INTRO TO SOCIOLOGY LN1 - ONLINE MEDIA QUESTIONS
Professor Reymers - Spring 2022

From the syllabus:
Most weeks, an online media assignment will be posted on the course website and you must send your individual responses to questions regarding the assignment directly to the professor by email. Emailed answers should not be attachments and should have the proper subject heading of the week. Questions regarding online media will be based on the supplemental information from the website (they are “open book” questions). Online media are due Friday at 5pm (see the course schedule), unless otherwise indicated. They CANNOT be made up after the due date; there are no exceptions to this rule. They will be graded on a pass/fail (1/0) basis, and you are likely not to receive feedback to your email. Your lowest online media grade will be dropped at the end of the semester.

All assignments should be e-mailed each week by 5pm Friday to: reymers@morrisville.edu

Optional Bonus online media assignments will replace a missing or late assigment from earlier in the semester, or in the event all assigmments have been submitted, each bonus assignment will add an additional point to the Online Media grade.


OPTIONAL Online Media B2: Plan B for Civilization

This assignment is optional.

OM10

Watch these videos and answer the following questions (numbers at the end refer to the approximate time in the video when each topic is discussed):

Plan B: Mobilizing to Save Civilization - Part 1 (15 minutes long)

1. What is Lester Brown's message about climate change, according to Matt Damon? (00:30 sec)

2. What is the connection between glaciers high in the Himalayan Mountains and hundreds of millions of people living in the lowlands of India, China, and Bangladesh? (5:00 min)

3. How might China’s rapid industrialization threaten its food supply? (9:00)


Plan B: Mobilizing to Save Civilization - Part 2 (15 minutes long)

4. Why does Lester Brown think climate change will lead to increased violence? (4:00)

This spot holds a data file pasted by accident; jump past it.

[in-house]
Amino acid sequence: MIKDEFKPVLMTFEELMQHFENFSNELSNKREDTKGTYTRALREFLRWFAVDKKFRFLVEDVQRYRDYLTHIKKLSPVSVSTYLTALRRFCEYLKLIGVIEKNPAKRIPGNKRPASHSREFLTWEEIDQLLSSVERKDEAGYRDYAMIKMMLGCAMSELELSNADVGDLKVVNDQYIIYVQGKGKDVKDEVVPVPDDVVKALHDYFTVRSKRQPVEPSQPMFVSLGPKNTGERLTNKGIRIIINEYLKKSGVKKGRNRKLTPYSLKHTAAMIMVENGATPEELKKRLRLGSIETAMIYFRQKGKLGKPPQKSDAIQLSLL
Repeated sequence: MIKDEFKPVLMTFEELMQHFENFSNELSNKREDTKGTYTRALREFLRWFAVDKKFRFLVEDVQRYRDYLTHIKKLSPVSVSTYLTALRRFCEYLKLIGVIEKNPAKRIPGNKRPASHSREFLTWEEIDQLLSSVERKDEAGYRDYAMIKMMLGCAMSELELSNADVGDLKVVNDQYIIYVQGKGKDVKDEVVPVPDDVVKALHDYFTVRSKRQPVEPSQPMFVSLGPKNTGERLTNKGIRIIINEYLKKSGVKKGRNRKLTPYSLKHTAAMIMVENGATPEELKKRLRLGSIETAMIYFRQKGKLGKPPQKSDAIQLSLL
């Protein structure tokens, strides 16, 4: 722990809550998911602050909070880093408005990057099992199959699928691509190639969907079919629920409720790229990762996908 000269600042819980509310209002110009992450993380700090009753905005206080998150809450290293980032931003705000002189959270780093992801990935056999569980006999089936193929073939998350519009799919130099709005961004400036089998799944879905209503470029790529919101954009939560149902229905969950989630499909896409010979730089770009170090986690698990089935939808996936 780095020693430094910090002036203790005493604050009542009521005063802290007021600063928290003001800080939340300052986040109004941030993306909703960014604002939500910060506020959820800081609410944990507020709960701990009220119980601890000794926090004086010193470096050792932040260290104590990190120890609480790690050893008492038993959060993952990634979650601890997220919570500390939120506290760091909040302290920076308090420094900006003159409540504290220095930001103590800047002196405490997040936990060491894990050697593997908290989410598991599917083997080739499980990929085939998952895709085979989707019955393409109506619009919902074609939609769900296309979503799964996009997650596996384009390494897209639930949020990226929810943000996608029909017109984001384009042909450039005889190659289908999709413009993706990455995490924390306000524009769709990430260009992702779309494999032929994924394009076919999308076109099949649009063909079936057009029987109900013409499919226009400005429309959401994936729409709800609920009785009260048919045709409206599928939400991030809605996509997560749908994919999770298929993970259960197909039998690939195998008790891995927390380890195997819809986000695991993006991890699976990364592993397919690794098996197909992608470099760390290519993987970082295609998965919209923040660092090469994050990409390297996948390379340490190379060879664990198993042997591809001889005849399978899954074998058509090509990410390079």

5. What types of environmental damage might lead to widespread famines? (08:30)

6. What three specific food products may lead to greater environmental stress? (10:00)

(Optional-continue watching the program)
Plan B: Mobilizing to Save Civilization - Part 3
Plan B: Mobilizing to Save Civilization - Part 4
Plan B: Mobilizing to Save Civilization - Part 5
Plan B: Mobilizing to Save Civilization - Part 6

OPTIONAL BONUS ASSIGNMENT
Due on or before
Friday, May 6

DO NOT send answers in an attachment.

E-mail your completed answers to: reymers@morrisville.edu with SUBJECT LINE: SOCIB2

 

 


OPTIONAL Online Media B1: Overpopulation

OMB1

VIDEO: Watch The Overpopulation Myth (YouTube, ~50min long), featuring Hans Rosling and answer the following questions:

1. When did human population reach 1 billion people? What is it now? (~3 min)

2. What is happening in Bangladesh with respect to the family institution? (~4 min)

3. What has happened with respect to average number of babies in the world in the past 50 years? (~9 min)

4. What has happened in terms of infant mortality (death of children) over the past 200 years? (~19 min)

5. What will the predicted world population be in 2100? (~21 min)

6. How have hospitals in Mozambique changed in the last 30 years? (~30 min)

7. What is the difference in income from the poorest to richest among the world population? (~36 min)

8. What percent of adults in the world today are literate? (~43 min)